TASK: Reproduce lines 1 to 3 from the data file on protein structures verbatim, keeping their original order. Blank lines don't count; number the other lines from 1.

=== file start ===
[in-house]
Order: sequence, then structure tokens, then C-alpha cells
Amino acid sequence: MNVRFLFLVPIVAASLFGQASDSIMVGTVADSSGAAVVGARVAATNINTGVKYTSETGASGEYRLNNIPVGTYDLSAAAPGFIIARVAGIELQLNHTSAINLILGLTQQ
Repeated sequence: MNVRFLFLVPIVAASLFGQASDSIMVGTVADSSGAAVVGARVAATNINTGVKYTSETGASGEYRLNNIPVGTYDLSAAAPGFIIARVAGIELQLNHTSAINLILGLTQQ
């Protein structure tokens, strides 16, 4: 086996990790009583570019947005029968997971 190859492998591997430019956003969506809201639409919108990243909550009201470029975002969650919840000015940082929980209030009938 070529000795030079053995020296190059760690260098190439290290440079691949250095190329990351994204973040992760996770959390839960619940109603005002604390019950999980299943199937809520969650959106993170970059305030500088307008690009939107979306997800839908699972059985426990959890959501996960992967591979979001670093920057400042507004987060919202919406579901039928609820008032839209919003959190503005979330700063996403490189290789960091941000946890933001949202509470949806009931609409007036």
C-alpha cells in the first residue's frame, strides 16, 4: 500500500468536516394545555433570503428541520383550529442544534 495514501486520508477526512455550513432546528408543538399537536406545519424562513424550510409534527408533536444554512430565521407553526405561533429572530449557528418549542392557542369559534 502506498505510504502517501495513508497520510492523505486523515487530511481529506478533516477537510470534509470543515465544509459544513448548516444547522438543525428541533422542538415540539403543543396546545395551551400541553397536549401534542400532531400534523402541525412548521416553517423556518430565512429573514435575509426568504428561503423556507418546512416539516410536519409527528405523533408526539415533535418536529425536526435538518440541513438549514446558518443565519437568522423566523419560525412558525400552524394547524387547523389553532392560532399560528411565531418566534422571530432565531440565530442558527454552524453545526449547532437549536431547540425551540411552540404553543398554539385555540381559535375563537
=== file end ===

[in-house]
Order: sequence, then structure tokens, then C-alpha cells
Amino acid sequence: MNVRFLFLVPIVAASLFGQASDSIMVGTVADSSGAAVVGARVAATNINTGVKYTSETGASGEYRLNNIPVGTYDLSAAAPGFIIARVAGIELQLNHTSAINLILGLTQQ